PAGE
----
seemes like mostly the same features as lastpass

i still find lastpass more convenient



^Yeah, what he said. Lastpass integrates into your browser. Can this do that?


It doesn’t integrate with the browser, you have to visit the site each time. I really don’t care for that feature because it only takes a couple of seconds to switch the tab to Mitto and login. Plus the majority of sites keep you logged in for a long time, like Yahoo Mail at 2 weeks.


You don’t need to visit the site each time, because with their bookmarklet, you can go to the site you need to log into and use that to have it log you in. Check out the video tutorial:



are you sure it secure??


Like everything on this earth, it’s a gamble. You could choke on your toast one morning and die but that doesn’t mean you won’t eat bread. I assume by the data they provided that it is reasonably safe. The same way a Facebook account is safe or an online banking service. There isn’t something 100% safe and unbreakable.



Has anybody tested if Mitto works with Opera Mini on e.g. a Palm Treo device ? Would make mobile surfing a lot more comfortable, so I really would like to know.


Ps3 Modern Warfare 2

I haven’t used yet such technique to manage my password so securely but as it seems so great, i would like to give it try.


So how would you compare LastPass to Mitto? I have been thinking about switching from RoboForm to LastPass.

Stefan Neagu

Because I don’t want to use any browser plugins or standalone apps, Mitto is the best solution for me.



There are a couple of things that I like about Mitto:

1. It’s fully functional online. I don’t need to install a plugin or software….it just works the same way from every browser and operating system.

2. I can add extra security with my cell phone. This way if I log in from an unrecognized computer, it sends me a unique text message to my phone which I need to enter to continue. Bank of America does this too, and I really like the additional layer of protection.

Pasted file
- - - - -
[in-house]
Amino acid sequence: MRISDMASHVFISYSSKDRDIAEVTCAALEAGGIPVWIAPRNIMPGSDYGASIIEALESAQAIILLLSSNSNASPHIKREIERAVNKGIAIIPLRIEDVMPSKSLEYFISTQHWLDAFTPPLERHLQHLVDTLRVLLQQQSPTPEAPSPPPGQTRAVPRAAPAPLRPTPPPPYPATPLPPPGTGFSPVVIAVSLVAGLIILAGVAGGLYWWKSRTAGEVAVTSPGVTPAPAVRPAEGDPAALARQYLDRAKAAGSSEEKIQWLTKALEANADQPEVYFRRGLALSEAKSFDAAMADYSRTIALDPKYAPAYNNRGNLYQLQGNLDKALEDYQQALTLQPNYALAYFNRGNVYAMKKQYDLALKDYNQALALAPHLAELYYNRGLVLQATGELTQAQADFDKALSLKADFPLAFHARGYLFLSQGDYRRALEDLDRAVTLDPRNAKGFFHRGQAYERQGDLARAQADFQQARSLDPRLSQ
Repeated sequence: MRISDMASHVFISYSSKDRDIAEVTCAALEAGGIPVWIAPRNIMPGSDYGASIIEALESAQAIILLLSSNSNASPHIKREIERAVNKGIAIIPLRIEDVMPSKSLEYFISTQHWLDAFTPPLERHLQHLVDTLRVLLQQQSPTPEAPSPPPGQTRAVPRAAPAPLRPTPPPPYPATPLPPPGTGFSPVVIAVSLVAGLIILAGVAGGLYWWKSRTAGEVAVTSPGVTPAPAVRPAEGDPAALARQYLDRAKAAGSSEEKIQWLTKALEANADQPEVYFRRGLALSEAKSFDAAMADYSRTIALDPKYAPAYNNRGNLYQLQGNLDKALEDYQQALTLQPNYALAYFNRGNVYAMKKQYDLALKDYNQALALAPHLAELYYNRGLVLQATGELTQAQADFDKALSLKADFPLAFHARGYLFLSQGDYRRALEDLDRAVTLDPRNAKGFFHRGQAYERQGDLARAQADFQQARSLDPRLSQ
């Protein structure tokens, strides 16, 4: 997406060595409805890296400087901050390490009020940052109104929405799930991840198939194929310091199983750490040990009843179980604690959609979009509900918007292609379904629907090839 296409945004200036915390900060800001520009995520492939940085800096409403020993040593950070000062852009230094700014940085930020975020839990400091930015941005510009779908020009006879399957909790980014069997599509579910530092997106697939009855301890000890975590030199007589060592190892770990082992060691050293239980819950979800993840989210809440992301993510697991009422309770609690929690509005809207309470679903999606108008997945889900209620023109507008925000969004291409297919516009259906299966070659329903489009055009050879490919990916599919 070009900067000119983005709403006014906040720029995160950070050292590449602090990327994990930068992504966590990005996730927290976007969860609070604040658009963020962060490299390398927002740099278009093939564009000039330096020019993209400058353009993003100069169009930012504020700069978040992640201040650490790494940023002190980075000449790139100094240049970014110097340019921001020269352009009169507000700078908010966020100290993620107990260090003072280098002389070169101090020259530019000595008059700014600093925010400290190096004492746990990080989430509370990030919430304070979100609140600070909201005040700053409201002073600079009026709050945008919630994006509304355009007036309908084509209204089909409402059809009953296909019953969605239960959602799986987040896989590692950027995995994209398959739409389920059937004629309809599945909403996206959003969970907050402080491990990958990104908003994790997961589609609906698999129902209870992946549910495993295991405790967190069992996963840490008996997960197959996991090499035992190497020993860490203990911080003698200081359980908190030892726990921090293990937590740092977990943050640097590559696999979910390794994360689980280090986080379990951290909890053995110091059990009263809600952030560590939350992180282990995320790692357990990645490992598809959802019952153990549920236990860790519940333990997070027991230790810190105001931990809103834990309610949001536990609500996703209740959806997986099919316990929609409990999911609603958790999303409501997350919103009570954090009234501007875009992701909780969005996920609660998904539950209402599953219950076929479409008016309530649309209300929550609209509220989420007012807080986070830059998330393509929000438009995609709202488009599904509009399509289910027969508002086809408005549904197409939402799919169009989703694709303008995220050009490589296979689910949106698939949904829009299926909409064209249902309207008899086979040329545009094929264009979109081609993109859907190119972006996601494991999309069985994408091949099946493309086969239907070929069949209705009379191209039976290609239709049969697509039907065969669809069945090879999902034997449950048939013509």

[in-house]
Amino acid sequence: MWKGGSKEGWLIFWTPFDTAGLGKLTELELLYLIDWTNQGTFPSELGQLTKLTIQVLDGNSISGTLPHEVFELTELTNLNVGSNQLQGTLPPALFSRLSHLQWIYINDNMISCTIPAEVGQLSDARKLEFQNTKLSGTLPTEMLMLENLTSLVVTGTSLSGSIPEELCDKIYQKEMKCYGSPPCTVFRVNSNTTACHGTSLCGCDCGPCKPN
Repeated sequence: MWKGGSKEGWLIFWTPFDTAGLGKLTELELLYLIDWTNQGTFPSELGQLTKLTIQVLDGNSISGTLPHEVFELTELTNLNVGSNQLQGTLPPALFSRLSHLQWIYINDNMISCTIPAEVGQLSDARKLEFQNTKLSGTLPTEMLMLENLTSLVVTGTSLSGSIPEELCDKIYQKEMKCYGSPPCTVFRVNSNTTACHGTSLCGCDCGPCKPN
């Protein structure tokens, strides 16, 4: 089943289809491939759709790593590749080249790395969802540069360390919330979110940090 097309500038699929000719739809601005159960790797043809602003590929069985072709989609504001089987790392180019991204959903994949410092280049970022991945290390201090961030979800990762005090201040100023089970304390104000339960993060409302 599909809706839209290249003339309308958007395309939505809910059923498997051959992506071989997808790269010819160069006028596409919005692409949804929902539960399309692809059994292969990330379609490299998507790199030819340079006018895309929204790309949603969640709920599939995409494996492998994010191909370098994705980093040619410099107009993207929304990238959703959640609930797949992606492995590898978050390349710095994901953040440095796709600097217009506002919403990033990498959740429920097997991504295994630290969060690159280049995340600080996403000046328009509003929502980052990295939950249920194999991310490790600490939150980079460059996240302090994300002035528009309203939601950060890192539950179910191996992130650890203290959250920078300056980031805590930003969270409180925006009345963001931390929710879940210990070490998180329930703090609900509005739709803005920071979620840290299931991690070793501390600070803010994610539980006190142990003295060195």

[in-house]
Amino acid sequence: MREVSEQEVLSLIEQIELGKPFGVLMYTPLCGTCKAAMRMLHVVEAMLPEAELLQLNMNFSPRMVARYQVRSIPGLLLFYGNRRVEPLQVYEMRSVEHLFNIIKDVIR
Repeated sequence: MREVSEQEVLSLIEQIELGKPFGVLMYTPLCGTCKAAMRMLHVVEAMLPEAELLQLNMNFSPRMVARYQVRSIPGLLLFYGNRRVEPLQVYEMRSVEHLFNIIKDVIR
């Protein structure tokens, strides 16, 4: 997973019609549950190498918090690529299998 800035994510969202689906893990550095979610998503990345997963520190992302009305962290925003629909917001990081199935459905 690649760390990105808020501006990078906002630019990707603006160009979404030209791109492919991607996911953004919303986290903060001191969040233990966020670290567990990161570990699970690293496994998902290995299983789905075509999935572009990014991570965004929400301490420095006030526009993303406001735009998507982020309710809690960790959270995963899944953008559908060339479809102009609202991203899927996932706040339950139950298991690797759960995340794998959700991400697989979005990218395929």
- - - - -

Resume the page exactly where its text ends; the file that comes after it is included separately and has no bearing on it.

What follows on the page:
3. You can intelligently share passwords with other Mitto users (i.e. my husband and I can both access our common online utilities accounts, and if one of us updates a password, it gets updated automatically for the other person).

4. It’s free, with no limits on the number of passwords you can have. They do mention the fact that a paid version and a business version will be available at some point, but they also say they plan to offer the basic service for free.



Oh, and I forgot, the bookmarklet is awesome! If you want, you don’t need to go to Mitto each time to log in, you can use the bookmarklet from the site you are on to log in. They just wrote a blog about it:



Well, I keep my login names and passwords in a small book. Naturally I am the only who knows where this book is. That’s safe password-management.



I prefer the excel sheet to maintain my passwords. I dont want to leave my passwords lying in some server how protected it may be. I know maintaining a excel sheet is a pain and requires a lot of copy paste while logging. I dont have the whole password in my excel sheet. If a site name begins with vowel i prefix some text to the pwd in the sheet. If it does not begin with a vowel I suffix it with some other text (the prefix and suffix are same for all the websites).So even If someone opens my excel sheet he will not be able to make use of my passwords.This is my own encryption.



I’m using Mitto, and I can say it’s PERFECT! I had only one problem with it; sometimes I forgot to login to Mitto, and the bookmarklet said I must first login to Mitto. From today, I’ll use the Mitto sign-in page as my homepage, because if I click on the bookmarklet, I want the login to be fast.
And I didn’t even say that their support is also great.

I can recommend it to anyone! I used LastPass, but it was too hard to use. I also tried PassPack, but Mitto is better.